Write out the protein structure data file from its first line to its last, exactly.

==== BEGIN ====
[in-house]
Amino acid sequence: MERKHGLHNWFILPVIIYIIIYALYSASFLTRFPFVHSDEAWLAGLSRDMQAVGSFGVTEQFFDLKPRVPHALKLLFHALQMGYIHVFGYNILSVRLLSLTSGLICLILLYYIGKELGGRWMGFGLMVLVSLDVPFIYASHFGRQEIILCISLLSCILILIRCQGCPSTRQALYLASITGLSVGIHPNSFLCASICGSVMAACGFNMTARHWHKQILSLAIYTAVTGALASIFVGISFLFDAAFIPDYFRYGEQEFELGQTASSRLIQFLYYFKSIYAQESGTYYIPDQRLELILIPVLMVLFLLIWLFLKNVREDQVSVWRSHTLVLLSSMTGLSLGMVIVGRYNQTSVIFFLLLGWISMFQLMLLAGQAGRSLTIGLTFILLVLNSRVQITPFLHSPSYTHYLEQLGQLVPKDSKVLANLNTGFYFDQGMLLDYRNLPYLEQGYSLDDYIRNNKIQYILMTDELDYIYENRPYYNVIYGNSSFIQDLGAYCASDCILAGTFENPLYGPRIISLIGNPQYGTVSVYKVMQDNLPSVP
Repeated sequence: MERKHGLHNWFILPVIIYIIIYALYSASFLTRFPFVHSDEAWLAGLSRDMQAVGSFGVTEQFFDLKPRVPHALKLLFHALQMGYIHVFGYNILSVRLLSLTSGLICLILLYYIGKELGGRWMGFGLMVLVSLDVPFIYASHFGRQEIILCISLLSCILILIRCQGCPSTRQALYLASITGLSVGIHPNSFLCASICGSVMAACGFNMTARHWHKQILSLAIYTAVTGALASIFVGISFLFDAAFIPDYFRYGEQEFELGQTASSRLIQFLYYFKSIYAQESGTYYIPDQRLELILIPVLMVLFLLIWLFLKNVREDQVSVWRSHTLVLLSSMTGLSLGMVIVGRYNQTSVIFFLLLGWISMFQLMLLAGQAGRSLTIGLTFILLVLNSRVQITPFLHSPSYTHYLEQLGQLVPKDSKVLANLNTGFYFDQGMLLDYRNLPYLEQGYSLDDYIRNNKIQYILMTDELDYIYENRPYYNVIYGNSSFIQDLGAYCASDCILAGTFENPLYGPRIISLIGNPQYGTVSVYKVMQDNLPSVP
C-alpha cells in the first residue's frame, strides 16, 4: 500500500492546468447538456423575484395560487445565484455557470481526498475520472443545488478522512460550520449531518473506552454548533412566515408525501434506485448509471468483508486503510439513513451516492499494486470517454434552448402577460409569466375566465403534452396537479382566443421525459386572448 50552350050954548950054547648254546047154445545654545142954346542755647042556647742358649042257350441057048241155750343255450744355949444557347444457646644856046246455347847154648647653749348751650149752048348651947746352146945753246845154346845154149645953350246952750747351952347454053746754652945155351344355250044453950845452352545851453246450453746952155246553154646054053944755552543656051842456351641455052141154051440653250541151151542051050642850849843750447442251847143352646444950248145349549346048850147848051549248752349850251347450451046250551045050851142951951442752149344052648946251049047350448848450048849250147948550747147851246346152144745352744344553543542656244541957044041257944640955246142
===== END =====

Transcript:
[in-house]
Amino acid sequence: MERKHGLHNWFILPVIIYIIIYALYSASFLTRFPFVHSDEAWLAGLSRDMQAVGSFGVTEQFFDLKPRVPHALKLLFHALQMGYIHVFGYNILSVRLLSLTSGLICLILLYYIGKELGGRWMGFGLMVLVSLDVPFIYASHFGRQEIILCISLLSCILILIRCQGCPSTRQALYLASITGLSVGIHPNSFLCASICGSVMAACGFNMTARHWHKQILSLAIYTAVTGALASIFVGISFLFDAAFIPDYFRYGEQEFELGQTASSRLIQFLYYFKSIYAQESGTYYIPDQRLELILIPVLMVLFLLIWLFLKNVREDQVSVWRSHTLVLLSSMTGLSLGMVIVGRYNQTSVIFFLLLGWISMFQLMLLAGQAGRSLTIGLTFILLVLNSRVQITPFLHSPSYTHYLEQLGQLVPKDSKVLANLNTGFYFDQGMLLDYRNLPYLEQGYSLDDYIRNNKIQYILMTDELDYIYENRPYYNVIYGNSSFIQDLGAYCASDCILAGTFENPLYGPRIISLIGNPQYGTVSVYKVMQDNLPSVP
Repeated sequence: MERKHGLHNWFILPVIIYIIIYALYSASFLTRFPFVHSDEAWLAGLSRDMQAVGSFGVTEQFFDLKPRVPHALKLLFHALQMGYIHVFGYNILSVRLLSLTSGLICLILLYYIGKELGGRWMGFGLMVLVSLDVPFIYASHFGRQEIILCISLLSCILILIRCQGCPSTRQALYLASITGLSVGIHPNSFLCASICGSVMAACGFNMTARHWHKQILSLAIYTAVTGALASIFVGISFLFDAAFIPDYFRYGEQEFELGQTASSRLIQFLYYFKSIYAQESGTYYIPDQRLELILIPVLMVLFLLIWLFLKNVREDQVSVWRSHTLVLLSSMTGLSLGMVIVGRYNQTSVIFFLLLGWISMFQLMLLAGQAGRSLTIGLTFILLVLNSRVQITPFLHSPSYTHYLEQLGQLVPKDSKVLANLNTGFYFDQGMLLDYRNLPYLEQGYSLDDYIRNNKIQYILMTDELDYIYENRPYYNVIYGNSSFIQDLGAYCASDCILAGTFENPLYGPRIISLIGNPQYGTVSVYKVMQDNLPSVP
C-alpha cells in the first residue's frame, strides 16, 4: 500500500492546468447538456423575484395560487445565484455557470481526498475520472443545488478522512460550520449531518473506552454548533412566515408525501434506485448509471468483508486503510439513513451516492499494486470517454434552448402577460409569466375566465403534452396537479382566443421525459386572448 50552350050954548950054547648254546047154445545654545142954346542755647042556647742358649042257350441057048241155750343255450744355949444557347444457646644856046246455347847154648647653749348751650149752048348651947746352146945753246845154346845154149645953350246952750747351952347454053746754652945155351344355250044453950845452352545851453246450453746952155246553154646054053944755552543656051842456351641455052141154051440653250541151151542051050642850849843750447442251847143352646444950248145349549346048850147848051549248752349850251347450451046250551045050851142951951442752149344052648946251049047350448848450048849250147948550747147851246346152144745352744344553543542656244541957044041257944640955246142